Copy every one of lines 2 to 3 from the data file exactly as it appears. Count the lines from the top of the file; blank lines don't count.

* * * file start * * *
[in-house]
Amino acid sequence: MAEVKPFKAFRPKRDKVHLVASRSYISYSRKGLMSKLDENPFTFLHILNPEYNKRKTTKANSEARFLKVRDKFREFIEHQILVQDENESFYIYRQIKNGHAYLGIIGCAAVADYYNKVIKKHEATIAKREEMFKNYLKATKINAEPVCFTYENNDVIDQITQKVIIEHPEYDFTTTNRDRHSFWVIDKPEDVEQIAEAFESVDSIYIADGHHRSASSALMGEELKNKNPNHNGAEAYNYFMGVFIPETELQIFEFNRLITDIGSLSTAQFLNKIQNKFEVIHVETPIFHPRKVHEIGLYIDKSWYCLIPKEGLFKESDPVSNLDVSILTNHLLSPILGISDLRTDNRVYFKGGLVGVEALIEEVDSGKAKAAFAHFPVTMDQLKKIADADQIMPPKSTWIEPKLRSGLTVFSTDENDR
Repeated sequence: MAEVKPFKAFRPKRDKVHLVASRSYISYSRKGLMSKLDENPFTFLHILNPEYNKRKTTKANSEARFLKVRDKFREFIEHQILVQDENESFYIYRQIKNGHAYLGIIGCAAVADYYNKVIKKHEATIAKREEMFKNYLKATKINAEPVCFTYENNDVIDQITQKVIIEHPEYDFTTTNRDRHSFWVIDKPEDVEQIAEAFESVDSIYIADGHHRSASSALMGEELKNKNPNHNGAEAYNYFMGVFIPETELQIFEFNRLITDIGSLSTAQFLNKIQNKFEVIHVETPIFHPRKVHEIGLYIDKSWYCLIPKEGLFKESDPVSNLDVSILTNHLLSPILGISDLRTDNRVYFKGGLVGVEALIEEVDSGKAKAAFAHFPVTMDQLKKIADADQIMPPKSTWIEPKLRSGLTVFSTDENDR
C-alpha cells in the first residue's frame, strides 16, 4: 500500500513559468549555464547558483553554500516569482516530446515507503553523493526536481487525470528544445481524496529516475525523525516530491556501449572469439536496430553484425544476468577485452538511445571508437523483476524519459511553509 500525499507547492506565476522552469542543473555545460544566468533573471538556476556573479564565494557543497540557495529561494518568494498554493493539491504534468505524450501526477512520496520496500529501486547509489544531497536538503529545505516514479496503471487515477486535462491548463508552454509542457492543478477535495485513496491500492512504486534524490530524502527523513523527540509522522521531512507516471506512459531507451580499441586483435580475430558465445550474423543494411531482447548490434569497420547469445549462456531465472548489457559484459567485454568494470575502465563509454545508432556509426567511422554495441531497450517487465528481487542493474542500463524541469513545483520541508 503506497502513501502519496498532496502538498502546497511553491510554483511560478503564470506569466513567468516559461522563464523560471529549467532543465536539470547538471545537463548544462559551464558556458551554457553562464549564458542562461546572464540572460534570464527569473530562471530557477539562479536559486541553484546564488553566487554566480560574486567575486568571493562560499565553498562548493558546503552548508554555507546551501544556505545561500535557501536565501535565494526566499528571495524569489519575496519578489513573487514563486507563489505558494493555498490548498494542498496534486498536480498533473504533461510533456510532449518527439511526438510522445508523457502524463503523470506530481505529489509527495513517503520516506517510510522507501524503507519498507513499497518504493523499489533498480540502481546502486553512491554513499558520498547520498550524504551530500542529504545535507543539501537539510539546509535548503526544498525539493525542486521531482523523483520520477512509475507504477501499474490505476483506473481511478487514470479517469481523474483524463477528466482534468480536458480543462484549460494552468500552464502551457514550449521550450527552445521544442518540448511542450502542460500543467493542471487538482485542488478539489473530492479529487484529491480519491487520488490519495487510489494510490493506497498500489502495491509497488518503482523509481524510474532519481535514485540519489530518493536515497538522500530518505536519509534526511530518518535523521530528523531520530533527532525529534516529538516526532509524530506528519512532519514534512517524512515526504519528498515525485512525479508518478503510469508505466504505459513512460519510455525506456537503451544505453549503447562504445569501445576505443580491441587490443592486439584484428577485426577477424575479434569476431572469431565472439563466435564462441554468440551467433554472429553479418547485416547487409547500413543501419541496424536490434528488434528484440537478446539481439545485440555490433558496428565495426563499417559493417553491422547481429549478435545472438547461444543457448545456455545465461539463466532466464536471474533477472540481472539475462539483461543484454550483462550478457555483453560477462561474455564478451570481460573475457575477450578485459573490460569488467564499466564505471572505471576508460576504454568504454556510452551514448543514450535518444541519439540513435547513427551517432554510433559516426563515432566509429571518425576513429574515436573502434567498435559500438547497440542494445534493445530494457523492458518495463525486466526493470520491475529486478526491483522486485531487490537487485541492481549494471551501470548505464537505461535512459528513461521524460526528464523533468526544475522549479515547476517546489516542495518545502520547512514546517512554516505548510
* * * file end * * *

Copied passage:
Amino acid sequence: MAEVKPFKAFRPKRDKVHLVASRSYISYSRKGLMSKLDENPFTFLHILNPEYNKRKTTKANSEARFLKVRDKFREFIEHQILVQDENESFYIYRQIKNGHAYLGIIGCAAVADYYNKVIKKHEATIAKREEMFKNYLKATKINAEPVCFTYENNDVIDQITQKVIIEHPEYDFTTTNRDRHSFWVIDKPEDVEQIAEAFESVDSIYIADGHHRSASSALMGEELKNKNPNHNGAEAYNYFMGVFIPETELQIFEFNRLITDIGSLSTAQFLNKIQNKFEVIHVETPIFHPRKVHEIGLYIDKSWYCLIPKEGLFKESDPVSNLDVSILTNHLLSPILGISDLRTDNRVYFKGGLVGVEALIEEVDSGKAKAAFAHFPVTMDQLKKIADADQIMPPKSTWIEPKLRSGLTVFSTDENDR
Repeated sequence: MAEVKPFKAFRPKRDKVHLVASRSYISYSRKGLMSKLDENPFTFLHILNPEYNKRKTTKANSEARFLKVRDKFREFIEHQILVQDENESFYIYRQIKNGHAYLGIIGCAAVADYYNKVIKKHEATIAKREEMFKNYLKATKINAEPVCFTYENNDVIDQITQKVIIEHPEYDFTTTNRDRHSFWVIDKPEDVEQIAEAFESVDSIYIADGHHRSASSALMGEELKNKNPNHNGAEAYNYFMGVFIPETELQIFEFNRLITDIGSLSTAQFLNKIQNKFEVIHVETPIFHPRKVHEIGLYIDKSWYCLIPKEGLFKESDPVSNLDVSILTNHLLSPILGISDLRTDNRVYFKGGLVGVEALIEEVDSGKAKAAFAHFPVTMDQLKKIADADQIMPPKSTWIEPKLRSGLTVFSTDENDR